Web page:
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Nicolai Withander
Master of Realmslore

Denmark
1070 Posts

Posted - 01 Jun 2011 :  14:36:25  Show Profile Send Nicolai Withander a Private Message  Reply with Quote  Delete Topic
Hey... I was thinking that it would be fun to hear how you guys play you mage. Be it wizard or sorcerer. Just a short summery about concept and maybe speciel spells or feats that you like. Maybe some info about prestige classes.

Ill go first.

Human wizard lvl 15, arcane avatar lvl 5 arch mage lvl 5. The feat i like to most is that he's a spellfire wielder. he's got some home made spells. Very powerful... they can be found round and about this forum. he's 44 years old and is of halruuan and half-elven decendent.

Personal goals is to become the most powerful spellcaster on the face of Faerûn. And hes main prioritet is the safety of Mystra and the weave.

He is build as and anti spellcaster. Specializing in combating other spellscasters.

He knows some of the chosen, and has helped the magister at some point. He's currently in "war" with the Red Wizards, since Khelben was killed by Szas Tam. Currently he trying to figurer out how to retaliate the murder.

not sure what more to write, but if anyone would like to contribute I think it would make for some interesting reading!

Diffan
Great Reader

USA
3273 Posts

Posted - 01 Jun 2011 :  15:14:22  Show Profile Send Diffan a Private Message  Reply with Quote
My friend is starting up a new campaign (4E) this coming Monday and I'm excited to say I'll be playing my 1st actual wizard/mage character ever. Yes, I've been playing D&D for over a decade and it's my first one. Now, there was a bunch of ideas going through my head (style, school, wants, desires) and at first I was torn between a human Nethermancer (shadowy spells and a love for Evard) or an Eladrin Evoker (or Blaster Arcanist from PHB) that focused on Frost powers/Ghaele of Winter etc..... BUUUT because I couldn't choose I went a completly different route and chose Illusionist mage.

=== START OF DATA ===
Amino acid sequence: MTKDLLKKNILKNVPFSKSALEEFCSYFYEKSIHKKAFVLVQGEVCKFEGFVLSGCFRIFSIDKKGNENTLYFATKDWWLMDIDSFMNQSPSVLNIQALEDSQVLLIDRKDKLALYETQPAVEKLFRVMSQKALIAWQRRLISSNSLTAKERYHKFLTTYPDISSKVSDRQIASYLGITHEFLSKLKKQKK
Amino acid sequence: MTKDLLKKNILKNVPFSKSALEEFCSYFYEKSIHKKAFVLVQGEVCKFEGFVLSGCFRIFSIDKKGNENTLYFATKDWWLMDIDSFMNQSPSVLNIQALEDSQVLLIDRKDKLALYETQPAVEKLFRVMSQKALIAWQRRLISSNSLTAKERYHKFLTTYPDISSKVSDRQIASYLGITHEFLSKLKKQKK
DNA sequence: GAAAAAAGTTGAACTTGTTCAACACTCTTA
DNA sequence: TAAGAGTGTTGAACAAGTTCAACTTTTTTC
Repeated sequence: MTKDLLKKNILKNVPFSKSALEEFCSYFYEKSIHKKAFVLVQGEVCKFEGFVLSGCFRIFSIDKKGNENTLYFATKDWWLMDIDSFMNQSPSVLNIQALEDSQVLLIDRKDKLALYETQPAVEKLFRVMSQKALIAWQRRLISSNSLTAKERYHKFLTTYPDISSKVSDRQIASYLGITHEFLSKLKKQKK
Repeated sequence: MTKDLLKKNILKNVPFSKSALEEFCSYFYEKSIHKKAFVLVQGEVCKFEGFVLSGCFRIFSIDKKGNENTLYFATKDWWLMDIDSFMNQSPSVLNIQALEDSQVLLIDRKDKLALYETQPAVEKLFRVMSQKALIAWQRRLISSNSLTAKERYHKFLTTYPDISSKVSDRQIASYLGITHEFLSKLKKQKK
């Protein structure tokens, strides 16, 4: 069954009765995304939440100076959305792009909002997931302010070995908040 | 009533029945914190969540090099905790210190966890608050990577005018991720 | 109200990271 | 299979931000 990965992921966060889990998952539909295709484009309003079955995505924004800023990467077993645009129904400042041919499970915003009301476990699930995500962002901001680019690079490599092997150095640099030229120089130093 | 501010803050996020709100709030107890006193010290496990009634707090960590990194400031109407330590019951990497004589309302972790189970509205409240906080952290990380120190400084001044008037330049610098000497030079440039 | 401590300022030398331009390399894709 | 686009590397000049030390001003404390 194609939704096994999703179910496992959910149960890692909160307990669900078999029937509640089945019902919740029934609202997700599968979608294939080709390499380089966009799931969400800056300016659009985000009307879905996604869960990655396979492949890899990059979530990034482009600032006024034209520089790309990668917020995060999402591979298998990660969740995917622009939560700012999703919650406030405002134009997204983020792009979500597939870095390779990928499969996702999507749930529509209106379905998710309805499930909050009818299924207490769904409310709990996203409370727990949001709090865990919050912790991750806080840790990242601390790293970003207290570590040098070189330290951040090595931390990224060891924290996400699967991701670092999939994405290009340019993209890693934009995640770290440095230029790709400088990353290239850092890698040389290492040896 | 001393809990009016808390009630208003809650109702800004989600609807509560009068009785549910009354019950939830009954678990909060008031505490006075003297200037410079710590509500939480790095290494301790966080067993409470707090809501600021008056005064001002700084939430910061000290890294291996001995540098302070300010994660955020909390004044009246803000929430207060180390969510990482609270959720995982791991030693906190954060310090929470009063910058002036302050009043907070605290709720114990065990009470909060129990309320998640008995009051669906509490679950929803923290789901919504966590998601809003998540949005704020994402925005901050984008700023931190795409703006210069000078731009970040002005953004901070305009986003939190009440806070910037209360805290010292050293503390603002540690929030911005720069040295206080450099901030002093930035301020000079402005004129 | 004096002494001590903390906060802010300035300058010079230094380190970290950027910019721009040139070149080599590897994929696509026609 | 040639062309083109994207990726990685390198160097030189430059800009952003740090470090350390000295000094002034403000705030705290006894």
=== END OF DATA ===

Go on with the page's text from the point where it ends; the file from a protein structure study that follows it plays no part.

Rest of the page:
My illusionist mage's name is Syrek "Sly" Hlondar, a 19 year old human prodigy, which has recently been expelled from school. As the typical prankster, he's gotten into loads of trouble for his childish antics but the teachers have been looking the other way because of his family's money and Syrek's huge potential. But when he used mundane items to turn the Head Master's face, tongue, and eyes a particular shade of "Goblin Green" enough was enough and I was forced out.

So his family (whom already despised him in the first place) shunned him and he was finally free of all those horrible expectations and degrees of prestige of university life. Now on his own, he's able to fully experience the real world in all it's terrible and terrifying splendor.

Not really sure if his campaign is going to be taking place in Faerûn or not but if so, he'll be from Waterdeep and the school would've been Blackstaff tower.

He was given the name "Sly" because of his micheviousness and ability to get out of many situations without resorting to violence. The fact that he works with Illusion magic helps him stay hidden under guises and facades. In addition he has a strange mark upon his body (both forearms) almost like a tattoo with a strange dark swirl pattern resembling a tribal design. This symbol was considered a dark omen among his family and was the reason he'd been treated as the black sheep during his childhood. In game terms, this is a feat called Mark of Shadow (something from Eberron but re-adapted) and plays a vital role in his illusion- and shadow-based powers and theme.

As far as his levels, he'll go Illusion Mage/Phiarlan Phantasmist/Archmage and really play up Illusin and Shadow magic to confound and disorient his foes.

4E Realms = Great Taste, Less Filling.

"If WotC were to put out a box of free money, people would still complain how it was folded."
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Kentinal
Great Reader

4266 Posts

Posted - 01 Jun 2011 :  18:35:02  Show Profile Send Kentinal a Private Message  Reply with Quote